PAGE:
The person who wrote the Moms Who Think article would also freak out about German playground equipment. She (I'm assuming the author is a woman, judging from the name of the blog) would have to wrap her children in bubble wrap before letting them venture onto a German playground. Instead of plastic playground equipment that's low to the ground over lots of rubber mats or bark chips, a lot of German playground equipment looks like it has seen better days. In one of the playgrounds where I used to live, the high wooden climbing structures had a lot of splinter potential and the slides were metal. There was no padding underneath the equipment except for sand, dirt, or grass. There were also merry-go-rounds and real seesaws, both of which are now a rarity on American playgrounds.

I would be considered a bad mother who is making her child vulnerable, and not safe, because my son has played outdoors with minimal or no supervision since he was very young. When he was preschool age, I'd take him to the local playground. He would play with his friends while I chatted with the other moms. As he got older, he played out in the front yard with no supervision. Now he plays, skis, and swims with friends without parental supervision.

Along with the American preoccupation with not letting kids hurt themselves, I don't understand the view that every adult is a potential predator. My son has grown up believing that most adults are good people and not kidnappers or child molesters. He knows that if he needs help when my husband and I aren't around to find the nearest adult. In the past he has had to ask an adult for help and has never been turned down. Through his experience he has learned for himself that adults are willing to help a child. He also knows how to avoid potentially bad situations: only accept rides from people that he knows, be with at least one buddy when going to the Burger King at the train station, and make a loud fuss if someone he doesn't know tries to grab him.

In the meantime, I'm going to continue to let my son play outdoors for fresh air and exercise. Despite the "dangers" of falling, getting hurt, doing crazy things, and the risk of a trip to the hospital, playing outside is a much healthier option than staying inside watching TV and eating junk food.

Thursday, April 14, 2011

No ADD or ADHD Here

I recently read that 90% of the world's Ritalin is consumed in the US. For those who don't know what Ritalin is, it's a stimulant that's commonly prescribed for Attention Deficit Disorder (ADD) or Attention Deficit Hyperactivity Disorder (ADHD). This goes hand in hand with a book that I finished a couple of months ago called Anatomy of an Epidemic by Robert Whitaker. One of the chapters in Whitaker's book deals with the rise of ADD and ADHD in the US over the past 30 to 40 years and how children are being medicated with psychoactive drugs at younger and younger ages.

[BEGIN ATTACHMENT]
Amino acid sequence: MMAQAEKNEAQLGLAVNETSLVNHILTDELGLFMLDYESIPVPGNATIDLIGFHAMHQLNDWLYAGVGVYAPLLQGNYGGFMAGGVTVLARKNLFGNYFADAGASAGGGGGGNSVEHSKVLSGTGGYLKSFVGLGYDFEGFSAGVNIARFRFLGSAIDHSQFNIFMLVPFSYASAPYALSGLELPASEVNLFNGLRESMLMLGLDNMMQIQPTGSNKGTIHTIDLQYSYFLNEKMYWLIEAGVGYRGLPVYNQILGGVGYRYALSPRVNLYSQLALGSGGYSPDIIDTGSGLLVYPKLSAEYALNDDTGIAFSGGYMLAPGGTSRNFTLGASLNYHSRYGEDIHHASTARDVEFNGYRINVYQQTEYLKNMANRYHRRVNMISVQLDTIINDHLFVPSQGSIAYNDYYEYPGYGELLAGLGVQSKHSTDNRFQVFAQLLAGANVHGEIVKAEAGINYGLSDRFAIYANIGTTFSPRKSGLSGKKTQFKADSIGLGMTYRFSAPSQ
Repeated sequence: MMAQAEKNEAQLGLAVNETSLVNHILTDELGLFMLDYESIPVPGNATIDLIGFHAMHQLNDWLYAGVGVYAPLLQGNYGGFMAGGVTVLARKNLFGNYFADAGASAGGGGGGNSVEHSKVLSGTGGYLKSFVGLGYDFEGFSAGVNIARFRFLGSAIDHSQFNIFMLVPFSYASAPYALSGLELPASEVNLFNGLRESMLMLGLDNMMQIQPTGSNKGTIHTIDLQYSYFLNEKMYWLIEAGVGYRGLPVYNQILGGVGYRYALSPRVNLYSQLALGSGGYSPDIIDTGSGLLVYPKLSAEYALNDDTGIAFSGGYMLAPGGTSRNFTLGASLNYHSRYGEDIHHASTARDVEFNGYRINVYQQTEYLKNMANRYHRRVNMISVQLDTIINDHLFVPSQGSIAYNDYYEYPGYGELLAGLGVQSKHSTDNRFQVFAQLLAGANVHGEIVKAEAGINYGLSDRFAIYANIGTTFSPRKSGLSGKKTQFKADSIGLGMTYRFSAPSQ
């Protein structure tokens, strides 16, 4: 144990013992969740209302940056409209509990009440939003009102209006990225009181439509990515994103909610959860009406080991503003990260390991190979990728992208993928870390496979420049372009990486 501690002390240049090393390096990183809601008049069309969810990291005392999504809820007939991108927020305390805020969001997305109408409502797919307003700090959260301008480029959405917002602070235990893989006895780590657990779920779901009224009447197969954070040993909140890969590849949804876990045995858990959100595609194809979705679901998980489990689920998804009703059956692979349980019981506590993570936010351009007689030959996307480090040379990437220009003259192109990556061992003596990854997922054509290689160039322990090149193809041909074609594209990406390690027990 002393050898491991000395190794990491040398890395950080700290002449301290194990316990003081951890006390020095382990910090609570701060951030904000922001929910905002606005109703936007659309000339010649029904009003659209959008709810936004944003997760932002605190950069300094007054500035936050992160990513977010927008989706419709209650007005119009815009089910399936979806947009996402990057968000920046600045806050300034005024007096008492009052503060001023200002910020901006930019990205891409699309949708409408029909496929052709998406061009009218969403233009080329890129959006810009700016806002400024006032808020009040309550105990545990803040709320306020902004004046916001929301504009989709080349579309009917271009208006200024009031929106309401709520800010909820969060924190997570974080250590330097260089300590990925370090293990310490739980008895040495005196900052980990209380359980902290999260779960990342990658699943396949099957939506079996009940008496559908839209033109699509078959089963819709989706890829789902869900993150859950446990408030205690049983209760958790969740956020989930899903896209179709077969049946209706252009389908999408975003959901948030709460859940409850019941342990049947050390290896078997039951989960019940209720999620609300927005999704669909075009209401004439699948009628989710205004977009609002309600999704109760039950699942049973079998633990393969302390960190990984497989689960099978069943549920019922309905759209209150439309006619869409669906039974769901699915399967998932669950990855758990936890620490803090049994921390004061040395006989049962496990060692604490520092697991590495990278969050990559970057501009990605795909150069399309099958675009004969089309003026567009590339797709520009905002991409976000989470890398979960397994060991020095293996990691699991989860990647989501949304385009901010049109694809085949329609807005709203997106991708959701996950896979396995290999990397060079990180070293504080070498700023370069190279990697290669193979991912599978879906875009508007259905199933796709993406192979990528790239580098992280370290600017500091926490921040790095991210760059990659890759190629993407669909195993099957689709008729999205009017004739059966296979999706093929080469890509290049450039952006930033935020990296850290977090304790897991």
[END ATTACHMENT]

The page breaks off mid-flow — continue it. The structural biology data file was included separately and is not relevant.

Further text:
Why is so much Ritalin (and Adderall, another drug for ADHD) being consumed in the US but not in other countries? I've never heard about kids having ADD or ADHD here in Germany. A friend of mine who lived for many years in Taiwan said that those disorders are unknown there too. A Facebook friend from Russia said that nobody had ADD or ADHD there. What's so different about the States that kids are getting diagnosed with ADD/ADHD and given drugs? I can only compare the States with Germany and I find a lot of differences, especially in school situations.

One of my theories for the rise in ADD/ADHD is that schools in the States have cut out recess in order to fit in more academics. Kids are expected to sit still for long periods without a break. One of my friends in Oregon has a daughter in 6th grade who goes to school from 8.15 am to 3 pm with only a lunch break. My son is in a Gymnasium, which is a German school for high achievers. He gets a 15-minute break every 90 minutes. During the breaks the kids can go outside and play or just hang out in the hallways with their friends. On Mondays he gets a 1 hour 45 minute lunch break and Wednesdays his lunch is one hour (the other days he finishes school at 12.45). Germans realize that kids are more focused and energetic after a short break. German elementary schools also have a recess break. My son's elementary school day averaged 4 hours. But there was a 25-minute recess period in the middle of the school day. On most days, even when it was very cold, the kids played outside.